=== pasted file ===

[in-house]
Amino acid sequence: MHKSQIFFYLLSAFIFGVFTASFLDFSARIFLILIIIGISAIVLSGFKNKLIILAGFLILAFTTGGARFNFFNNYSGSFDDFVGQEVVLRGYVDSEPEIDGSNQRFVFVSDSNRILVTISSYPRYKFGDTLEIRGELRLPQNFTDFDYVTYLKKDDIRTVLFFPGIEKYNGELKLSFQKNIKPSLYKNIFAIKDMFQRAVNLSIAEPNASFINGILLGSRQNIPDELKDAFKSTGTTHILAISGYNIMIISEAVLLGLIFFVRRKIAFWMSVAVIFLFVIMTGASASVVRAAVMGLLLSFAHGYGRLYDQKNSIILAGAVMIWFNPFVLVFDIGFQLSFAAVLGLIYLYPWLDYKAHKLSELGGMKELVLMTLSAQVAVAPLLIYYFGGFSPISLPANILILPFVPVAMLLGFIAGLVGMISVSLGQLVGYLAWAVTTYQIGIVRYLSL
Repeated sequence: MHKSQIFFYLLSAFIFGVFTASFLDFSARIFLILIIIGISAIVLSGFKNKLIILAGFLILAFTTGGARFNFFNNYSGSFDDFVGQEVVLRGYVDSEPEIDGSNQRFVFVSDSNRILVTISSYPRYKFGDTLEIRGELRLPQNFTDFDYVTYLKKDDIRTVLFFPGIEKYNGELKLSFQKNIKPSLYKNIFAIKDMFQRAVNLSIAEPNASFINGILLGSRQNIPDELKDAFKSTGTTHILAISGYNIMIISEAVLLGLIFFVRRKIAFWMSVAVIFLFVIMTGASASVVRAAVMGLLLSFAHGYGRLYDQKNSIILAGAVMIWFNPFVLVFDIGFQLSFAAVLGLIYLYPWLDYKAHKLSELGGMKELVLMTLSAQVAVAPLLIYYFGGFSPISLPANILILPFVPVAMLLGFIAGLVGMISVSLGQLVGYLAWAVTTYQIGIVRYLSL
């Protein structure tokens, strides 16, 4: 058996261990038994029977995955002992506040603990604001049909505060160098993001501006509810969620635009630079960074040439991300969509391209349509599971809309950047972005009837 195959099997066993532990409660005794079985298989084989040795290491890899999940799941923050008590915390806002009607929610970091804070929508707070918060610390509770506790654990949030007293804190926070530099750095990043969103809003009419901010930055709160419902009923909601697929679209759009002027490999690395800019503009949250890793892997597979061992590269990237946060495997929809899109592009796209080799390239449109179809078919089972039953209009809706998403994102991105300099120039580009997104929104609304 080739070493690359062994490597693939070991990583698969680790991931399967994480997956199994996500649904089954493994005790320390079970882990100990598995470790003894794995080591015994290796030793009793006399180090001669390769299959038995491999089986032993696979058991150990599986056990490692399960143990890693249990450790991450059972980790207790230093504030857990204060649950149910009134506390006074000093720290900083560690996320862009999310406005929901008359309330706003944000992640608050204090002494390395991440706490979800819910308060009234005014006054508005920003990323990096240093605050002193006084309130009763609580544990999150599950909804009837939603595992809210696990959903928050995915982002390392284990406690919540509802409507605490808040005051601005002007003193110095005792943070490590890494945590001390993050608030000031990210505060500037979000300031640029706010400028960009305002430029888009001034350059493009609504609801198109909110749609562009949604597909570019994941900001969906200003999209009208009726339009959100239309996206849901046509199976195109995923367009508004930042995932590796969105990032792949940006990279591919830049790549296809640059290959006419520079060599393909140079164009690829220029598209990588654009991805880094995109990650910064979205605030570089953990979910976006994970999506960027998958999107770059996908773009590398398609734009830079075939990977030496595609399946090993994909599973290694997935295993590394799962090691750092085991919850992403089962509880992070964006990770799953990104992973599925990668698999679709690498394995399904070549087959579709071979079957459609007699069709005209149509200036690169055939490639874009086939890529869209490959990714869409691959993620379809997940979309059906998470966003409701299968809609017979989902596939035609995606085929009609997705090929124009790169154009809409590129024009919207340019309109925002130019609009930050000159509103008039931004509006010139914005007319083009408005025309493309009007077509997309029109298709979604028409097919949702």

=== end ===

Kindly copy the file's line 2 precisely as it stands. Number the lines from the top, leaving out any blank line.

Amino acid sequence: MHKSQIFFYLLSAFIFGVFTASFLDFSARIFLILIIIGISAIVLSGFKNKLIILAGFLILAFTTGGARFNFFNNYSGSFDDFVGQEVVLRGYVDSEPEIDGSNQRFVFVSDSNRILVTISSYPRYKFGDTLEIRGELRLPQNFTDFDYVTYLKKDDIRTVLFFPGIEKYNGELKLSFQKNIKPSLYKNIFAIKDMFQRAVNLSIAEPNASFINGILLGSRQNIPDELKDAFKSTGTTHILAISGYNIMIISEAVLLGLIFFVRRKIAFWMSVAVIFLFVIMTGASASVVRAAVMGLLLSFAHGYGRLYDQKNSIILAGAVMIWFNPFVLVFDIGFQLSFAAVLGLIYLYPWLDYKAHKLSELGGMKELVLMTLSAQVAVAPLLIYYFGGFSPISLPANILILPFVPVAMLLGFIAGLVGMISVSLGQLVGYLAWAVTTYQIGIVRYLSL